In northern Yemen , the term “Qādī” acquired a special meaning in the early modern period. Here it not only referred to people who had themselves received training in religious law and performed judicial functions, but also their own social class, which was located below the Sayyids . In the case of the Yemeni Qādīs, the Qādī status was not necessarily linked to an office, but could also indicate the descent from a Qādī family that was closely related to the Zaidite Imam . While the Sayyids considered themselves to be descendants of the Prophet Muhammad , the Qadis claimed to be descendants of South Arabian tribes that go back to Qahtan . Unlike the Sayyids, they could not become imams themselves, but they could hold ministerial, judicial and administrative offices. Together with the Sayyids they lived in protected enclaves on tribal territory, which were known as "Hijar" ( hiǧar , singular hiǧra ).

The Qādī according to the Islamic state doctrine

Duties of the Qādī

According to the Islamic state doctrine, as outlined in the classical handbooks of al-Māwardī (d. 1058) and Ibn al-Farrā ' (d. 1066), the Qādī has a total of ten tasks:

  1. the resolution of legal disputes, either voluntarily through reconciliation ( ṣulḥ ) or compulsory through judgment (ḥukm bātt) .
  2. demanding the performance owed from the debtor and forwarding the same to the obligee after the obligation has been established either through acknowledgment (iqrār) or through evidence (baiyina) .
  3. the establishment of guardianship (walāya) for persons who are incapacitated because of mental illness (ǧunūn) or minority (ṣiġar) , and the limitation of the legal capacity of persons for whom this is deemed appropriate due to wastage or insolvency in order to protect the property of other persons.
  4. the supervision of the pious foundations by preserving their share capital (uṣūl) and increasing their profits (furū ') , by confiscating their income and using it for the intended purposes. If there is a person in charge of oversight, he has to oversee them. If there is no such person, it is his job to do it himself.
  5. the execution of legacies (waṣāyā) according to the will of the testators. When the beneficiaries are individually specified, enforcement consists in enabling these persons to take possession of the bequeathed property. If they are not specified individually, it consists in looking for suitable people.
  6. the marriage of widows to husbands of equal age if they do not have a legal guardian but marriage has been proposed to them.
  7. the imposition of hadd sentences on persons guilty of such offenses.
  8. overseeing the affairs of his district by preventing attacks on streets (ṭuruqāt) and public places (afniya) and removing annoying additions and buildings. He can take the initiative himself, even if there is no plaintiff.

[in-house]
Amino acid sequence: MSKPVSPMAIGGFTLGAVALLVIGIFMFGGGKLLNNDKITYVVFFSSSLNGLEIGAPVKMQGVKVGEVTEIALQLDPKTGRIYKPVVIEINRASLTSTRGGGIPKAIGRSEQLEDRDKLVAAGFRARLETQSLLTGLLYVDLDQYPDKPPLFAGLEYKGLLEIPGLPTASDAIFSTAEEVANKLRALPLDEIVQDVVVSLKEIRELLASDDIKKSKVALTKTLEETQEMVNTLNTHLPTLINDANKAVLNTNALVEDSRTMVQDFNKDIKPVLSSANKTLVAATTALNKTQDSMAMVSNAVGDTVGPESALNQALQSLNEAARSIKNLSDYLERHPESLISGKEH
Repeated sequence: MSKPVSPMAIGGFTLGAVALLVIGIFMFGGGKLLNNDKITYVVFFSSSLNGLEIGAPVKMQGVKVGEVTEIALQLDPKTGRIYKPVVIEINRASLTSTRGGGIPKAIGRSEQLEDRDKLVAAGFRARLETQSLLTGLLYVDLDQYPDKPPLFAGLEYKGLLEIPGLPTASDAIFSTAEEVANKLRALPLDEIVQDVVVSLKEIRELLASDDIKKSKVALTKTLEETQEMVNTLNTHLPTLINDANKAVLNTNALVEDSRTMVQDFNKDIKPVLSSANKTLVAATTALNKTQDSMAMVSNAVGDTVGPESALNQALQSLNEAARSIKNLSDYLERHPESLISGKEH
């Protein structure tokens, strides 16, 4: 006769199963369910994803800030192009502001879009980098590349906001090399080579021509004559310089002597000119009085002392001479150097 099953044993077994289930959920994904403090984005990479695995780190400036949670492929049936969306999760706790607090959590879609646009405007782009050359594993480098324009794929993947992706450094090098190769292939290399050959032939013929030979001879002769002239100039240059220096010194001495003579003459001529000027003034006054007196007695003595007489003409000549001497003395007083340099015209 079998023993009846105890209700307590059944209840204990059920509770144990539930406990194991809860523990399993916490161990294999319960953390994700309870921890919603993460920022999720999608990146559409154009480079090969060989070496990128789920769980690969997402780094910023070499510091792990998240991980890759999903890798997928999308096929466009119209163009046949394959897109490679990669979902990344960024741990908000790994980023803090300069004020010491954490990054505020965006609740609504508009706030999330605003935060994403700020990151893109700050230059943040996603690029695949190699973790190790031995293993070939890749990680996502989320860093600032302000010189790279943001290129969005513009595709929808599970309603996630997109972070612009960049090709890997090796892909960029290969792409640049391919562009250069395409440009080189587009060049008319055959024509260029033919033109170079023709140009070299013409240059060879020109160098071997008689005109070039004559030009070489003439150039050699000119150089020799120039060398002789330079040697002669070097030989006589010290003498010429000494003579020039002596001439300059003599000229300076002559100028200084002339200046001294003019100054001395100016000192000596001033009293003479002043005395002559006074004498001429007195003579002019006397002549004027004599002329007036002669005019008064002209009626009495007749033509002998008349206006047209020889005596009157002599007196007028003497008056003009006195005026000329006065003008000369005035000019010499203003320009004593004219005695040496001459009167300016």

9. the examination of his witnesses (šuhūd) and secretaries (umanāʾ) and the selection of his deputies.
  10. the equal treatment of the strong and the weak, high and low people, without following his whims.

Requirements for assuming the Qādī office

According to al-Māwardī, the Qādī office can only be assumed by those who meet seven requirements:

  1. he must be a man, that is, masculine and of age. The necessity of the male sex is derived from Sura 4:34 .
  2. he must be able to judge (ṣaḥīḥ at-tamyīz) , wise (ǧaiyid al-fiṭna) and far from absent-mindedness and carelessness and be able to clarify the problematic and solve the puzzling through his intelligence.
  3. he must be free, that is, he must not be a slave .
  4. he must belong to Islam, that is, be a Muslim. This is derived from Sura 4: 141: "God will never give the unbeliever a means to stand above the believer" (Translator H. Bobzin ).
  5. he must have integrity ('adāla) , that is, be credible, chaste and unquestionable and be able to control his emotions.
  6. he must be able to see and hear.
  7. he must know the norms of the Sharia (al-aḥkām aš-šar'īya) . This knowledge must include its basics (uṣūl) as well as its practical legal applications (furū ') . Among the foundations that he needs to know include four things: 1) the Book of God, that is, the Koran , for its various rules of interpretation (eg. Abrogation ), 2) the Sunnah of God's Messenger, engaged in the Hadith manifests , 3.) the interpretations of the ancestors (salaf) including the things on which they agreed or differed opinions, so that he can follow their consensus and, in the event of their dissent , seek his own judgment, i.e., practice ijtihād , 4. ) the rules of inference by analogy .

The Hanbali scholar Ibn Hubaira (d. 1165) stated that, with the exception of Abu Hanifa, all the other founders of the law school saw the qualification of ijschtihād as a prerequisite for assuming a Qādī office. For his time he wanted this to be understood in such a way that the Qādī, if he belongs to a school of law, must at least know the doctrines of all other schools of law in order to be able to comply with the majority opinion in disputes.

Islamic Qādī literature

Qādī biographical collections

The importance of the judge and the Qādī office in Islamic society has contributed to the development of a literature that is cultivated by both historiography and legal literature. In the historiography and local history of Islamic provinces, the independent branch of biographical literature emerged, which dealt exclusively with the work of the judges. These books were called Achbār al-qudāt ( aḫbār al-quḍāt ; "Reports (of) the judges"). In a chronological order of their exercise of office one recorded not only anecdotes but also legal judgments that were significant for the Qādī in question or even later authoritative for comparable cases. The oldest work of this genre comes from the historian and jurist Wakī ' (d. 918 in Baghdad), who was himself a Qādī. A generation later, al-Chushanī (d. 971), who emigrated from Kairouan to Andalusia, wrote his biographical work on the Qādīs of Cordoba. Around the same time, the work of the Egyptian local historian al-Kindī (d. 971), who biographically described both the governors and the judges of Egypt up to his time, was written.

Adab-al-Qādī literature

In legal literature, it was again the Islamic jurists (fuqahāʾ) who defined the Qādī's rules of conduct, his dealings with plaintiffs, defendants and witnesses as early as the late 8th century. Around the 10th century, the written, but not uniformly formulated and valid genre of adab al-qādī literature, in which the rules of conduct for judges are described, developed in legal literature . A student of Abū Hanīfa , Abū Yūsuf , who died in Baghdad in 798 and who took over the Qādī office of Baghdad under the caliphate of al-Hadi (785-786) and held it until his death, is said to have been the first who has written a treatise under the title Adab al-Qādī .